As I poured the warm mixture into nine individual serving dishes, I was delighted—delighted—that my vanilla pudding had no lumps in it. That meant I had avoided cooking the eggs. Unfortunately, it turns out I avoided cooking the eggs by avoiding cooking the pudding, and it never set. Today, I poured out nine individual serving dishes of murky yellow liquid.
I am volunteering to teach at our Hebrew school. This is somewhat problematic, as I don’t know any Hebrew. Consequently, they’ve given me a class of two first graders and a kindergartener, although the kindergartener doesn’t join my group until after the Hebrew portion because he’s in a higher Hebrew group than I am. All I have to do is stay one letter ahead of the two first graders, which is harder than it sounds.
I couldn’t figure out why Hebrew school day was stressing me out so much. I like the kids, I enjoy the classes, and I’m successfully learning about a third of the Hebrew alphabet. Yesterday, I realized it: teaching little kids is all about stuff. When you teach teenagers, you show up with a book and a pen. When you teach first graders, it’s all projects. And projects require supplies. Lots and lots of supplies.
To review the letters after the break, we made sugar cookies and decorated them with Hebrew letters and the English letter that makes the corresponding sound. I didn’t make the dough in advance. I don’t like when people do that. If you are baking with kids, bake with kids. I brought in all the supplies, realizing half an hour before class that I forgot the flour. Because stuff is hard for me.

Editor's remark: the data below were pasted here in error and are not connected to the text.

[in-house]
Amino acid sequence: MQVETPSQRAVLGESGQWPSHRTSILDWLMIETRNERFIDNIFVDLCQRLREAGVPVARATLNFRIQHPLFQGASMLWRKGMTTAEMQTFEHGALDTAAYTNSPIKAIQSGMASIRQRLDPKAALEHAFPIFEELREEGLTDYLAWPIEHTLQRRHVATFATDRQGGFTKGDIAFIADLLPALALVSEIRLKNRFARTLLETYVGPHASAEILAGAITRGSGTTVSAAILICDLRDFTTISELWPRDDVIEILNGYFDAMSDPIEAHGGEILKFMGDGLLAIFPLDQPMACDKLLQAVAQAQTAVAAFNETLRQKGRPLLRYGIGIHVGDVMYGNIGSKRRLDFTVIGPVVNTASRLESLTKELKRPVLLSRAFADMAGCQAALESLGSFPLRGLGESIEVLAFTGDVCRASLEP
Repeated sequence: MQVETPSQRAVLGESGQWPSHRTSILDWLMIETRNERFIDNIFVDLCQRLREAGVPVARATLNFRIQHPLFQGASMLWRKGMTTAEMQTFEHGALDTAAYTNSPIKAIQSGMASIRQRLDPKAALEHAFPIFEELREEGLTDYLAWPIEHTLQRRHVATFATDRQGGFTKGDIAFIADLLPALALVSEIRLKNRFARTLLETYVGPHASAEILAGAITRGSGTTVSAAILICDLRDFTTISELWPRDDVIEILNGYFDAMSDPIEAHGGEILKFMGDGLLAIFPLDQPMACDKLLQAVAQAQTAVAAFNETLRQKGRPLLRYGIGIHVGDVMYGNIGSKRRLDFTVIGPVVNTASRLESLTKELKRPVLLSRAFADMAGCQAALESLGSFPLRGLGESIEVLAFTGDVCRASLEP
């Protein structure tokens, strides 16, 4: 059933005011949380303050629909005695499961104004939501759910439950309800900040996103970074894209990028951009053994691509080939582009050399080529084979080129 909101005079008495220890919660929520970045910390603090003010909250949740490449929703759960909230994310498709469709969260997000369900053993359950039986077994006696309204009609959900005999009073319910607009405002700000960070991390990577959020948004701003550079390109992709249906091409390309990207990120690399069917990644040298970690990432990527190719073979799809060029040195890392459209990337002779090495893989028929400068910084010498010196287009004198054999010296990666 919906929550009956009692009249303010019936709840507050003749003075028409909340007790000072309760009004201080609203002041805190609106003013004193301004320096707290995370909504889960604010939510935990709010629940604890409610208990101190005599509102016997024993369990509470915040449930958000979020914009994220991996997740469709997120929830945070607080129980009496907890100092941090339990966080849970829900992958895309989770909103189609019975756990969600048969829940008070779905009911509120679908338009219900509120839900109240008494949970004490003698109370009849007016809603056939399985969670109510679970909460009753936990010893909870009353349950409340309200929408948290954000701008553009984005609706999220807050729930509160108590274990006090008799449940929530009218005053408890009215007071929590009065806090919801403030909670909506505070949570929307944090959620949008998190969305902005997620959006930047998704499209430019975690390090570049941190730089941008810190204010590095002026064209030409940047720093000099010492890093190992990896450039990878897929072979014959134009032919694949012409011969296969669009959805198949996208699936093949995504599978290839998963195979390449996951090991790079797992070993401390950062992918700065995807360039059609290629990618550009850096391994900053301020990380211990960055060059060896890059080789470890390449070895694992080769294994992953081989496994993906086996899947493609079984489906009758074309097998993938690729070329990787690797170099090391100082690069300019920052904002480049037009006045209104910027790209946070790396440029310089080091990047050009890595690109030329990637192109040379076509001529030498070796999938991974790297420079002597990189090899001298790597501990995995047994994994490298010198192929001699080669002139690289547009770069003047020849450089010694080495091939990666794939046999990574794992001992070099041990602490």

I ran out to fetch the flour. The kids creamed butter, cracked eggs, and shaped dough into balls they then smashed to disk-shaped. The synagogue filled with the smell of baking cookies and also a bit of smoke because one cookie kind of melted over the edge and burned on the bottom of the oven.
The lesson dovetailed nicely with my Jewish life lesson about blessings. By the end of the afternoon, my students not only had reviewed their letters but also were walking around telling their parents, “Butter and eggs are blessings” and “Butter makes everything better.”
I’m such a good teacher.